Development Bank Gambles to Help Reform Fraud-Ravaged Moldovaby
London-based EBRD doubling stake in nation’s No. 3 lender
Ex-Soviet republic still reeling from $1b bank theft in 2014
The European Bank for Reconstruction and Development is doubling down on an investment in Moldova as it seeks to encourage reform in an ex-Soviet banking system that’s been ravaged by fraud.
The London-based lender said Monday it’s raising its holding in VictoriaBank BC, Moldova’s third-biggest bank by assets, to 27.5 percent from 15 percent. While the deal is just 6 million euros ($6.7 million), it has an outsized importance in a country that finds itself torn between Russia and the European Union and destabilized by endemic corruption.
The decision to wade deeper into Moldovan finance proved controversial at the normally conservative EBRD. Questions over VictoriaBank’s ownership underline money-laundering risks as Moldova’s central bank continues to investigate an alleged $1 billion fraud in 2014. The economy is still reeling from the disappearance of that money, which prompted talks with the International Monetary Fund over a bailout.
Monday’s transaction “challenged all of our principles and procedures, including the degree of ownership we should hold in any one bank, the control we can exercise and our flexibility in terms of rules on integrity,” Henry Russell, the EBRD’s director of financial institutions for the western Balkans, Belarus, Moldova and Ukraine, said in an interview in London. To take control of governance, the bank would be willing increase its stake to 100 percent, he said.
The last 20 years suggest attempts to trigger a clean-up of Moldova’s financial industry will face high hurdles. Banks missed out on the wave of investment in ex-communist central Europe in the 1990s, instead becoming the preserve of politically connected local and Russian tycoons who often used them to make preferential loans.
The IMF said in a 2014 assessment that as much as 70 percent of Moldova’s financial system was controlled by two business groups. Businessman and former Prime Minister Vlad Filat has been in prison since last year, charged with complicity in the alleged $1 billion fraud. He denies wrongdoing.
The EBRD bought its initial VictoriaBank shares stake in 1995 for $610,000. It withdrew from the board in 2006 after a company whose ownership structure it deemed unclear bought a controlling stake. That holding was later sold to Cyprus-registered Insidown, whose beneficiary was first listed as a German dentist. Audit company KPMG LLP said it’s unconvinced that Russian businessman Sergey Lobanov, listed as Insidown’s current owner, is the sole beneficiary.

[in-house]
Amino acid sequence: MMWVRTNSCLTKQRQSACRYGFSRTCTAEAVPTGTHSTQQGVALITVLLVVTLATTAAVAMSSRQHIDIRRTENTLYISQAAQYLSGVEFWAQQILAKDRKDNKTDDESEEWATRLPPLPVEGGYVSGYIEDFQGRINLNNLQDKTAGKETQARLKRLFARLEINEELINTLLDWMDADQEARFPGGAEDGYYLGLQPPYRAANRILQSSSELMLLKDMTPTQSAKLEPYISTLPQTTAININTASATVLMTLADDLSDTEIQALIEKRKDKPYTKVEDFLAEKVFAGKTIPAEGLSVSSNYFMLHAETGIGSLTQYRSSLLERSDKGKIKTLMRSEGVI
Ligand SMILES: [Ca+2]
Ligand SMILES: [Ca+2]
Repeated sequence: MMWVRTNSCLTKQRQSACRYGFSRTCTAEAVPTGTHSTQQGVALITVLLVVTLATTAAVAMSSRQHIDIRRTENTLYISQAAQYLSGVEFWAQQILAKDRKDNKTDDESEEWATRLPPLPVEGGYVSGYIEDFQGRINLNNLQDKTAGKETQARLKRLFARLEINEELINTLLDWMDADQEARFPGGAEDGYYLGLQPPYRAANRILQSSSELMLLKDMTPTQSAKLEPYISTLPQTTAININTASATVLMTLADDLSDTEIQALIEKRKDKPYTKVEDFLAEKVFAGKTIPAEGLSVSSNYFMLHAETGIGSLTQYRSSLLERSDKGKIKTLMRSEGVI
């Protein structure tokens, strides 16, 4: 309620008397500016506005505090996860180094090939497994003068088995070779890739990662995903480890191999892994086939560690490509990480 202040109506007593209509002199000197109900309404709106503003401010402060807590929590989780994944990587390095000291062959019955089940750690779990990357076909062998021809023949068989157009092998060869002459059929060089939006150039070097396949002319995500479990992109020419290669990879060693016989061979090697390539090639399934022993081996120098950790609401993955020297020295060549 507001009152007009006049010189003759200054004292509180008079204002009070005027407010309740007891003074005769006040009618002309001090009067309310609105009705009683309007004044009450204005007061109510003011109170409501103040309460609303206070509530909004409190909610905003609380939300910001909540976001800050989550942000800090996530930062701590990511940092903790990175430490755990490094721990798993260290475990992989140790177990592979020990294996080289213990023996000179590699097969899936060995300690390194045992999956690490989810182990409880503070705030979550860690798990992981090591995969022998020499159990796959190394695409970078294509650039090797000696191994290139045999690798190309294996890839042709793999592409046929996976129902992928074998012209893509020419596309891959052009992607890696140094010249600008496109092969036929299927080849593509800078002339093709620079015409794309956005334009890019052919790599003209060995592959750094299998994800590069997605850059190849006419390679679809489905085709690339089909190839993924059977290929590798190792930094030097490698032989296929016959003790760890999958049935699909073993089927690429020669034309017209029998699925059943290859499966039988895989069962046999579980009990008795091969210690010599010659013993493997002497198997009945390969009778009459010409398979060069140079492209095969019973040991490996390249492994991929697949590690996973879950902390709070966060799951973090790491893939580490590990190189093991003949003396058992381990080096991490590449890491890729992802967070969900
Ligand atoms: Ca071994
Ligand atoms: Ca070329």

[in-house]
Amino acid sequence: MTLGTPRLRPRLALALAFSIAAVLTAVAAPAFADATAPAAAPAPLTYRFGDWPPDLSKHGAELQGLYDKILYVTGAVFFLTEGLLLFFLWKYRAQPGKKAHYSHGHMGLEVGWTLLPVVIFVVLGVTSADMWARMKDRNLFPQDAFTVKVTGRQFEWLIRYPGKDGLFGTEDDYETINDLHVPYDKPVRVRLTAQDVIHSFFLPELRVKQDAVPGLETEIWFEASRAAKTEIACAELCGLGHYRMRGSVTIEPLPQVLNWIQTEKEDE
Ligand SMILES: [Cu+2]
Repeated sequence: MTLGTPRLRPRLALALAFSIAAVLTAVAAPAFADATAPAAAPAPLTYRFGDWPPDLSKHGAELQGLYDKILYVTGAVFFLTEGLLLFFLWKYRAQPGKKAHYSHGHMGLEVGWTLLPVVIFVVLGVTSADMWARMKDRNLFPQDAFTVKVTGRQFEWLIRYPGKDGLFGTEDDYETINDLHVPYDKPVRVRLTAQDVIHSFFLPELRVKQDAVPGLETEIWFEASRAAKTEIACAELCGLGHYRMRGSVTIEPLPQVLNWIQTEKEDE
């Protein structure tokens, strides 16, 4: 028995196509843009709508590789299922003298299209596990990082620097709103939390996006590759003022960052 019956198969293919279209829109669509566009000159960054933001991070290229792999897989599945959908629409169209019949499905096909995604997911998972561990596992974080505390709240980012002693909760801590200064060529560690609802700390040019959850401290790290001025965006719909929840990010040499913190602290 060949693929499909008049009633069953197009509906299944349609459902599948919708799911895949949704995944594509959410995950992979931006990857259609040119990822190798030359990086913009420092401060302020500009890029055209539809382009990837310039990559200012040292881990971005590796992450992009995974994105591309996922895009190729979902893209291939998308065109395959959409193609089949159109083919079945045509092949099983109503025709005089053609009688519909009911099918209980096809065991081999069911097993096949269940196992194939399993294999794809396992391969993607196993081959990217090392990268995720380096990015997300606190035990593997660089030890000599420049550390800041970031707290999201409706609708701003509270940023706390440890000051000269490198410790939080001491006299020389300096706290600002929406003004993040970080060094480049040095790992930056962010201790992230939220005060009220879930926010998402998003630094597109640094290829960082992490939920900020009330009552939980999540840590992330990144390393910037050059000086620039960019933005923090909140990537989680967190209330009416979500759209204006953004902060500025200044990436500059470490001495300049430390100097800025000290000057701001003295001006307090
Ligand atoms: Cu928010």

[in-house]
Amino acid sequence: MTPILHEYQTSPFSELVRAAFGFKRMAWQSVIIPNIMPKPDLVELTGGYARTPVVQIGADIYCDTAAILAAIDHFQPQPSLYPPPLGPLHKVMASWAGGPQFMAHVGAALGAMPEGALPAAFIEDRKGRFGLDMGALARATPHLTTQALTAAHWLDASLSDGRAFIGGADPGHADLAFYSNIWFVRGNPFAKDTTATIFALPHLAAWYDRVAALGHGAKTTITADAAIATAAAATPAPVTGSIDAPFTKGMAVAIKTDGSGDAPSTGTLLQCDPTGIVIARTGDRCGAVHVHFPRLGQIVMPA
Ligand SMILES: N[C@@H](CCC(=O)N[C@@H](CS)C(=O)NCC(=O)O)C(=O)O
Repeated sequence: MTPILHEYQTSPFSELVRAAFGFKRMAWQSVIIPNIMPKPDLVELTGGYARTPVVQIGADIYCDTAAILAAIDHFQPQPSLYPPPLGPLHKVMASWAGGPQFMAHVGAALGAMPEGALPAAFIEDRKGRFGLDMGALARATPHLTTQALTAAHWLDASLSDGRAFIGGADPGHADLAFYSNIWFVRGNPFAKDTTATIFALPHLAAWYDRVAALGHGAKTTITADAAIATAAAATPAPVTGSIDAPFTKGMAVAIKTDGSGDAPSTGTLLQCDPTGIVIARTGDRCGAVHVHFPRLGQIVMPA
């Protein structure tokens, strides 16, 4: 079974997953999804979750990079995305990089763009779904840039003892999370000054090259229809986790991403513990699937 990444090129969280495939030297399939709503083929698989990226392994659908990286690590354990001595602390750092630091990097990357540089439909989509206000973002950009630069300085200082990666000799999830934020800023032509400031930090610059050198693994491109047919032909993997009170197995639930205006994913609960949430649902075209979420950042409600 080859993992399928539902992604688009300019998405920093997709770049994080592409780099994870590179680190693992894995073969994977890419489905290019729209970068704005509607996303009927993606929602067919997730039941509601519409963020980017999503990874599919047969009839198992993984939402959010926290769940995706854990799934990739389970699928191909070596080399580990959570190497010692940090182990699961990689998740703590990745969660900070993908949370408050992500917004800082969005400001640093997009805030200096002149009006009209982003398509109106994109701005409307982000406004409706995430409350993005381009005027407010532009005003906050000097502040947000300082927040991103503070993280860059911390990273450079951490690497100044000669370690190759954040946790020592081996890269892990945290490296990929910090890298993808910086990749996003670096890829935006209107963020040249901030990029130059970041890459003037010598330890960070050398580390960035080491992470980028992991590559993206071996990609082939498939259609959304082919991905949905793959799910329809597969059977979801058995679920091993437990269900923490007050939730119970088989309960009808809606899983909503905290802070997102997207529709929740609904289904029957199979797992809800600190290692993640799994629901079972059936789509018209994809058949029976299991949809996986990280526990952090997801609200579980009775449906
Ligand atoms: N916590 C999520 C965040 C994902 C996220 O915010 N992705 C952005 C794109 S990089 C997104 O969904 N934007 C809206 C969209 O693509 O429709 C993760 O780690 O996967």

Lobanov didn’t respond to a request for comment. Similar requests to Moldova’s central bank and VictoriaBank also went unanswered.
Russell said the EBRD’s first goal is to access VictoriaBank’s accounts and perform an audit. That could prove difficult as Insidown, which owns 39.2 percent of the bank, hasn’t presented credentials for its three director nominees, a legal requirement for the board to hold regular meetings. The EBRD wants a new central bank chief, in place since April, to force the matter.
“The biggest benefit for Moldova is that the governor starts to take forceful action to use his regulatory powers,” prompting a virtuous circle throughout the industry, Russell said. “Just as important is that it may signal to markets that Moldova is now an attractive destination for strategic investors.”
Nominally pro-reform governments have also presented obstacles in the past. Moldova last year blocked the EBRD’s plan to buy VictoriaBank shares from the Romanian unit of Greece’s Alpha Bank AE. A new cabinet relented last fall after an angry response from the London-based lender.
Despite concern the nation’s institutions remain captive to private business interests, there’s enough domestic and diplomatic pressure for the EBRD to be able to create its model bank, according to Dumitru Budianschi, a public-sector finance specialist at Moldovan economic researchers Expert-Grup.
“Moldova has become so dependent on external financing that the EBRD is now very powerful here and the government has very little room for maneuver,” he said. “They have a chance.”